The Chronicle, May 4th 1977, by Chronicle Reporter, on front page: “Marshall Baron dies”.

MR. MARSHALL BARON, attorney, artist, music lover and scholar, died at his Bulawayo home yesterday. He was 42.
His father, Mr. Ben Baron, said he was with him when he died. He had been unwell for several days.
Mr. Baron was born in Bulawayo and educated at Milton Junior School, Milton High School and the University of Cape Town.
As an attorney he frequently appeared on behalf of the Bulawayo Asian and Coloured Association.
As an artist he often exhibited in the city and in South Africa, and in January last year he was elected chairman of the Rhodesian Society of Artists.
As a music-lover, he wrote critiques in The Chronicle for many years.
He was awarded a Beit bursary, the Rhodes Trustees Literary Prize for an essay on Sibelius and a Scholarship by Skowhegan School of Painting and Sculpture, Maine, USA.
A member of the Centre Party, he later stood as an independent candidate for the Matobo constituency at the 1974 general election.
Mr. Baron was an outspoken critic of racial discrimination and frequently attacked segregation in Rhodesian schools.
He had three sisters, one in Israel, one in America and one in Britain.
Among the organizations with which he was associated were the Musical Appreciation club, Bulawayo Harriers, the National Music Camp Association, and the Bulawayo branch of the African Education Assistance Fund.

Rhodesia Herald, Salisbury, May 5th, 1977, “Baron’s death deep loss to Rhodesian art”.

MARSHALL BARON, one of Rhodesia’s finest artists, died in Bulawayo on Tuesday. He will be deeply missed, particularly in Bulawayo, where he played an active role in promoting the visual arts and was well known in musical circles, writes Marion Arnold.
Mr. Baron studied law at Cape Town University and practiced in Bulawayo. In 1966 he was awarded a scholarship by the Skowhegan School of Painting and Sculpture and he subsequently studied painting in America and exhibited at the State Fair, Skowhegan, Maine in 1968.
He held many one-man shows in South Africa and participated in national annual exhibitions and in the Rhodesian Society of Artists annual exhibitions. He was a founder member and former chairman of the Society.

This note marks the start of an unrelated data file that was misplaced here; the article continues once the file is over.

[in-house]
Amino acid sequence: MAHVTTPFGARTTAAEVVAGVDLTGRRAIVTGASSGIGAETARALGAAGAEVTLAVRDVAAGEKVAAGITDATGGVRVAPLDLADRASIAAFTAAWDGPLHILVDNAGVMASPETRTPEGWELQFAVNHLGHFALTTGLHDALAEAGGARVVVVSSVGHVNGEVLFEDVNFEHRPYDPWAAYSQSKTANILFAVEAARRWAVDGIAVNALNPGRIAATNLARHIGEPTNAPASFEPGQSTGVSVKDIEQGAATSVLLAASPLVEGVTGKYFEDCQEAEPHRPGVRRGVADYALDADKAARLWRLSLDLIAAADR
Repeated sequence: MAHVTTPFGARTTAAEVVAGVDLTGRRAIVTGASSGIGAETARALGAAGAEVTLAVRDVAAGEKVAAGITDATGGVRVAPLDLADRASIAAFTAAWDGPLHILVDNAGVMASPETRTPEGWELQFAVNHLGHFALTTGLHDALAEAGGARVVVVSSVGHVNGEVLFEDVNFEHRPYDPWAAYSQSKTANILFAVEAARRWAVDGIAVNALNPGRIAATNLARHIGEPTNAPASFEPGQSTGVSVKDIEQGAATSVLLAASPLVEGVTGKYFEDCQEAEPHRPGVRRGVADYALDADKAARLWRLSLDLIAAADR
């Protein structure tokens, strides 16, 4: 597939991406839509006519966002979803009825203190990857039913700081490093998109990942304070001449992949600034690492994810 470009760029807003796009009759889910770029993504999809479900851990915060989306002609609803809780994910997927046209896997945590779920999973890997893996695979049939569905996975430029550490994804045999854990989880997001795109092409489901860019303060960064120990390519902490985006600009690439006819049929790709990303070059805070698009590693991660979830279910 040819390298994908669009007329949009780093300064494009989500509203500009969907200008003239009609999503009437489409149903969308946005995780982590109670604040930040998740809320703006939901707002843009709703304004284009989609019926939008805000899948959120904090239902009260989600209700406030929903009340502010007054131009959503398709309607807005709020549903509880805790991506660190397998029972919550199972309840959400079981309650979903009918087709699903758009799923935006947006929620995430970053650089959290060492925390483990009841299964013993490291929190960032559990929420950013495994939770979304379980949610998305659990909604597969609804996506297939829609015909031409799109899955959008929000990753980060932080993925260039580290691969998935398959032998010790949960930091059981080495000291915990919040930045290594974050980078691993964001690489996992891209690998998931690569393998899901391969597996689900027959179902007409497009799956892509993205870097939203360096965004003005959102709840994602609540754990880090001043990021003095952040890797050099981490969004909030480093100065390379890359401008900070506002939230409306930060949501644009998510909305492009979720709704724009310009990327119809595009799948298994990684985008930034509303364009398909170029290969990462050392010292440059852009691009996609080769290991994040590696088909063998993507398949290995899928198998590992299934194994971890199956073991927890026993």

Mr. Baron’s abstract expressionist paintings injected a provocative and experimental note into all exhibitions. Misunderstood by the public at large, his work is held in high esteem by those knowledgeable about contemporary art.

Seven of his paintings are currently on exhibition at the eighth RSA exhibition at Bulawayo Art Gallery and will be seen in Salisbury when the exhibition opens here at the end of May.
When I visited Bulawayo last week and gave a critique on the exhibition, I praised Marshall Baron’s work highly. He was working with great assurance and producing richly-coloured canvases. I believe we have lost one of our best and most committed painters.

4th May, 1977, prior to commencing the meeting of The Rhodesian Society of Artists.

It is appropriate that we commence this evening with a tribute to Marshall Baron. May I suggest that we lower our heads for a few moments as we think of him deeply:

  • Think of his charm
    And of his infectious smile
  • Think of his loyalty
  • Think of his tack and his patience
    Sometimes in the face of severe criticism
  • Think of his tremendous talents in the
    Fields of the various arts
  • Think of the interest and stimulation
    That he brought to us through this Society
    In so many ways – through his talks and
    His scripts and in and in his vivid descriptions
    Of all his overseas travels
  • Think of his vision and of
    His intellectual qualities
  • Think of the values that he brought, and
    The contributions that he made to our community
  • Think of him as a most gentle gentleman.

We will remember Marshall always and in that very act of remembering his spirit will be with us. Death is not the end. His influence will move alongside our thoughts and will help us in our future planning and activities.

May we hope that the collective thoughts will be transmitted in some way at this moment to Marshall’s parents and his relatives and bring them some of the courage and fortitude that they will so surely be needing.

We all know that Marshall would not wish us to waiver in any of our endeavours or stay our hand in any way, and that is why I suggest the we continue this evening in the manner planned.
Enid Bolze